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Pandemic Made Kids' Eyesight Worse, Doctors Say

Discussion in 'Ophthalmology' started by Mahmoud Abudeif, Jun 13, 2021.

  1. Mahmoud Abudeif

    Mahmoud Abudeif Golden Member

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    Many kids are emerging from the pandemic with vision problems, doctors say. A primary culprit, they believe, is increased screen time.

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    Eye doctors say they are seeing more children—many of whom were in virtual school—with new and worsening prescriptions for myopia, or near-sightedness. Rates of myopia in children were already increasing globally before the pandemic, but some research suggests the past year has exacerbated the problem. Doctors also report more cases of digital eye strain in kids.

    A leading theory behind rising myopia rates posits that when children look at screens or books for prolonged periods, the eye adjusts to accommodate a close focus, which may change and elongate the shape of the eye, leading to myopia. Likewise, decreased outdoor time may increase and worsen myopia, as people tend to look farther away when they’re outside. Natural light and physical activity outside may also play a role. (Adults don’t tend to experience significant worsening of myopia because eye growth generally stabilizes after childhood.)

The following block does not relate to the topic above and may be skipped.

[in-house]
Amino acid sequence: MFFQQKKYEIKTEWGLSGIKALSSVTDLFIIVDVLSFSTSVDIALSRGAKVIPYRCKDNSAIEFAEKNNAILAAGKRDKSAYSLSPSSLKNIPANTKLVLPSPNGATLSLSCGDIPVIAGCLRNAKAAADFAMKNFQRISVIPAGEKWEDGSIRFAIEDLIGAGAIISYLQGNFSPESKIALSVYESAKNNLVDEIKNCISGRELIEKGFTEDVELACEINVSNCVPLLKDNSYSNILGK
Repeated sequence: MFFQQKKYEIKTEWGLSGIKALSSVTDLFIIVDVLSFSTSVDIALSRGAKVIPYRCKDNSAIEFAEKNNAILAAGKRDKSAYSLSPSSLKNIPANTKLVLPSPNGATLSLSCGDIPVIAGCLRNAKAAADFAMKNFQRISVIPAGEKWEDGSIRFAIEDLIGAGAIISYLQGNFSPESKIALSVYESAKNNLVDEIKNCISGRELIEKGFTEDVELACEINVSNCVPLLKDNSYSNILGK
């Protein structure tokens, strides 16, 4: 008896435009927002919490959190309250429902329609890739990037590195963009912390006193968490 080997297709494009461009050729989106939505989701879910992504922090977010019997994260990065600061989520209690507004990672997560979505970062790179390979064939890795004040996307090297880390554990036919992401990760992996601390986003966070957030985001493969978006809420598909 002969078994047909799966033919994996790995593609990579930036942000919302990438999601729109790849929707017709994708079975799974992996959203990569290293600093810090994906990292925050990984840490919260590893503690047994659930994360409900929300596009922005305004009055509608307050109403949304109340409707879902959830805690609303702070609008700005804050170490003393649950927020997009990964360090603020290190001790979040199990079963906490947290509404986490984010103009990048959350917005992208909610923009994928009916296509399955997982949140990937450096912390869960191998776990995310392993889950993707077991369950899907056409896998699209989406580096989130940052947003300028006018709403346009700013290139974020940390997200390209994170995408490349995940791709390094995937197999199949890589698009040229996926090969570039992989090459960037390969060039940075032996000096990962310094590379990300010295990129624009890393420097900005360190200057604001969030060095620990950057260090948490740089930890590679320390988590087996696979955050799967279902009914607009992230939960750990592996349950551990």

"We know that focusing up close and not being outside has increased the rate of myopia," says Julia A. Haller, the ophthalmologist-in-chief at Wills Eye Hospital in Philadelphia. "There’s been a huge impact from the pandemic," she says.

    In a January study in the journal JAMA Ophthalmology, researchers in China looked at myopia rates in more than 120,000 homebound children during the pandemic and found the prevalence in children ages 6 to 8 increased up to three times compared with the previous five years.

    Doctors in the U.S. report similar increases. Allison Babiuch, a pediatric ophthalmologist at the Cleveland Clinic in Ohio, says she’s had many kids coming in with worse vision. "We’re seeing a big jump in their prescriptions," she says of her patients.

    Some children are progressing to high myopia, which is when a prescription or the refractive error is minus six diopters or more. Children and adults with high myopia are at greater risk of developing retinal holes or tears, as well as conditions like glaucoma and cataracts. "There are reasons why we don’t want people to have high myopia," says Dr. Babiuch.

    There are some treatments for children who appear to be progressing toward high myopia, or have a family history of it, that involve wearing special contact lenses, as well as an experimental treatment that uses low-dose dilating drops, says Dr. Babiuch. "It doesn’t stop the progression of myopia, but it slows the progression," she says.

    Megan Collins, a pediatric ophthalmologist at the Johns Hopkins Wilmer Eye Institute in Baltimore, says the children she’s seeing with new or worse myopia are often the ones who are in virtual school.

    "I’ve seen some younger kids that last year when I saw them they had no significant refractive error," adds Dr. Collins. "Nothing that required glasses. Within a year they’ve had a pretty substantial change in their vision."

    The earlier one develops myopia, the greater the risk of developing vision-threatening eye conditions later, says Dr. Collins.

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